Something fishy with H Jayer bottles in the UK...

A seller on the UK-based Bidforwine site is selling a pair of Henri Jayer Nuits St Georges 1995 at a starting price of £4000:
https://www.bidforwine.co.uk/auctions/show/134723
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So far, so good.

However, a few days ago the same seller sold these two bottles of Henry Jayer Nuits St Georges 1995 for £2200:
https://www.bidforwine.co.uk/auctions/show/134311
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The only problem is… the bottle numbers are the same (00009 and 00012).


You’d be forgiven to think that this was a forger using the same plates/images to print a series of fakes. However, the neck label on 00009 has the same minor tear on both sets of bottles, so are these actually the same two bottles? If so, why is the seller re-selling a pair that they previously sold only a few days ago, and at twice the starting price? Did the bidder reneague on the purchase (if so, how could it be listed so soon after the initial sale - they were listed just over five days apart - surely you’d wait more than a few hours for payment before re-listing)? Or did the original seller buy their own wine, pay the premium, and then list the bottles again at a higher price (perhaps they were trying to drive the price up and bought it by mistake). This is far too small-scale to suspect money-laundering… Any thoughts?

Perhaps they never reached the reserve, and are now relisted?

As far as I can see on social media, the market is flooded with jayer fakes. Would never even think of buying bottles like these.

That’s what I originally thought as well, but the site says that they were sold at £2200 (when they’re not sold it says "
This listing is closed. This lot was not sold because the bids did not meet the seller’s reserve.")

Follow some Korean wine collectors on Instagram. You’ll see so many fake Jayer it’ll make your head spin

Indeed, there are a lot more fakes out there than genuine bottles. Though in this case it’s more that (due to the tear on the neck label) the seller appears to be selling the exact same two bottles more than once… (they might of course be fake but that’s another matter)

My advice would be to avoid fake Jayer at those prices. Incredibly knowledgeable collectors on this website declared fake Romanee Conti to be the greatest wine on earth. So I’d focus on those.

Is it just me or are the bottles actually different heights? The torn-capsule bottle looks taller in both photos.

That’s called bottle variation.

[cheers.gif]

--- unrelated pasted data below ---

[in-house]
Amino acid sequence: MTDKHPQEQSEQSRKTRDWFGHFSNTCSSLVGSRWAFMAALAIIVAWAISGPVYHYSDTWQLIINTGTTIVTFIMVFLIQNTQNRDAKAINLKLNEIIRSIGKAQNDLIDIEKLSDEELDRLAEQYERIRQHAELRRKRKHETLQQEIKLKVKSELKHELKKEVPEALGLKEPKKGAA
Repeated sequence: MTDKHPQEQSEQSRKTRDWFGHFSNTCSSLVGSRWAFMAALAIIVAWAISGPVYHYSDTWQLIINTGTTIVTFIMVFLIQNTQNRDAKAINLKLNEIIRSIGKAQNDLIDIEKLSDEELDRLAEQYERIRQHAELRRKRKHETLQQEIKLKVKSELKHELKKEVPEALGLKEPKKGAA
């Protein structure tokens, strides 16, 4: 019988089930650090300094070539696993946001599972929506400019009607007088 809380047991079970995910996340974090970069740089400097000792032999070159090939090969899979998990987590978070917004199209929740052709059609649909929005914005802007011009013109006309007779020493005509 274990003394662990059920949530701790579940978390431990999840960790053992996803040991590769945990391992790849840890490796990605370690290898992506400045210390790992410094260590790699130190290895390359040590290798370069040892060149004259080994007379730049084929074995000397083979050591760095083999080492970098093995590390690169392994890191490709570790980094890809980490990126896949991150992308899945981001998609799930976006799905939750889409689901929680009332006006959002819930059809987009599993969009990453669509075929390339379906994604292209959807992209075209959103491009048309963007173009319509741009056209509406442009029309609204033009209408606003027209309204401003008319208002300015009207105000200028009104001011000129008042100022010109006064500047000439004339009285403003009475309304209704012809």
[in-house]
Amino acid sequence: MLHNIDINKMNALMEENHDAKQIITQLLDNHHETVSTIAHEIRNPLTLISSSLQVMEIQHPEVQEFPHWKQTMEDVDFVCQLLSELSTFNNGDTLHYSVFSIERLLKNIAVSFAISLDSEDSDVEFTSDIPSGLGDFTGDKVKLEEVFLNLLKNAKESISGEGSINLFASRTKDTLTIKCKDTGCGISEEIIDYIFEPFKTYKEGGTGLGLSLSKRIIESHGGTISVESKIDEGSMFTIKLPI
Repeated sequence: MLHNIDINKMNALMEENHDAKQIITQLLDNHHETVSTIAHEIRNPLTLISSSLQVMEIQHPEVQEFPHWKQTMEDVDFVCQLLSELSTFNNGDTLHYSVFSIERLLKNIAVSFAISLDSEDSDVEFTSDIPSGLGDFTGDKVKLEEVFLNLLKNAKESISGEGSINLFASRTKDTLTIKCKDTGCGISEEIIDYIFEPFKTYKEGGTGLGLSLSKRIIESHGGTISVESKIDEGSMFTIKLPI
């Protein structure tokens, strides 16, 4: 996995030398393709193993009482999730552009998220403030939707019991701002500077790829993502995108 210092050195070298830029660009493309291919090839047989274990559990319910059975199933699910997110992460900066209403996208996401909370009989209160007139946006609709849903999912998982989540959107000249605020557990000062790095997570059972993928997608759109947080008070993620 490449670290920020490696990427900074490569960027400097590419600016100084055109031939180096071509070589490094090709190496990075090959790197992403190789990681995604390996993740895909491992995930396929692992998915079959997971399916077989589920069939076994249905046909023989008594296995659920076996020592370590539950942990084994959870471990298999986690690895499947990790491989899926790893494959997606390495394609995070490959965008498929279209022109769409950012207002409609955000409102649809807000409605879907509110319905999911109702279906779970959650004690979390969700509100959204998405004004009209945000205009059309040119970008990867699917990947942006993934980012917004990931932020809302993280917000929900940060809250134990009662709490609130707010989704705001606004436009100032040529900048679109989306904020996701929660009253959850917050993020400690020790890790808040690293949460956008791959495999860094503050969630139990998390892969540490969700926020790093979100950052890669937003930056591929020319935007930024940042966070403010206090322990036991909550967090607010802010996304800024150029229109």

Agreed.

But I’m not sure it’s the same pair of bottles. The vintage strip label is much higher on the neck on the righthand bottle in the first photo, the bottom of the capsule seems to be about 1/4" (.6cm) higher, and the main label is either mounted higher or is taller than the label on the bottle on the left. None of those discrepancies seem exactly the same with the lefthand bottle in the bottom picture. So maybe they aren’t the same bottles; just a second set with the same serial numbers.

That made me laugh [cheers.gif]

The photo perspective doesn’t help, but they certainly seem to be slightly different heights. If you study the staining and the neck label tear, the no 12 bottle is almost certainly the same. The position of the crease and nick in the foil capsule is consistent too, to the point where I think it’d be impractical to replicate (and for what reason?). The 9 has identical stain patterns on the main label too. They look like the same set of bottles to me.

All in though, this just seems like an episode of someone relisting bottles after a buyer backed out. The most damning thing is the apparently different height.

Even so, a certain Richard Brierley (see https://iapps.courts.state.ny.us/nyscef/ViewDocument?docIndex=fgCoCQrztwq0Mlp71sy9ZQ==) is at the very least working for Bid For Wine now, so it’s a place I would avoid at all costs.

I didn’t know that, thanks for the heads up!

I wasn’t actually thinking of buying these bottles but drop by the site now and then to see what they have on. What surprised me about this is that I saw the second Jayer lot literally hours after I saw the first one. It must have been re-listed almost immediately after the first lot was sold. There were two bids on the lot, so if one buyer dropped off the face of the earth immediately, why not offer it to the underbidder?

To follow up on this, it now appears the same thing has happened to a magnum of Vosne Romanee 1992 (bottle nr 54) as well.

https://www.bidforwine.co.uk/auctions/show/134146
https://www.bidforwine.co.uk/auctions/show/134767

Again the bottle seems to be the exact same - the vintage label is missing on both… The magnum only had one bid on it. Surely no one would bid on £4200 worth of wine in order to make it seem legitimate, just to pay the commission on these, then re-list them at twice the price when they failed to sell in the first place???

Impossible to say if they are fakes or genuine.
However it´s easily possible that the seller bought his own bottles (with a different buyer name) to drive the price up … and relisted them a few days later.
Reg. the different heights: it is possible that Jayer used old cleaned bottles for bottling, and these were of slightly different dimensions. I´ve seen that more than once in original cases (of other producers).
Generally I would never buy bottles like these without detailed provenience … in these days it´s far to dangerous. There IS a reason why the recent Jayer-sale from the original cellar reached such incredible heights - at least the provenience seemed 100% genuine (imho).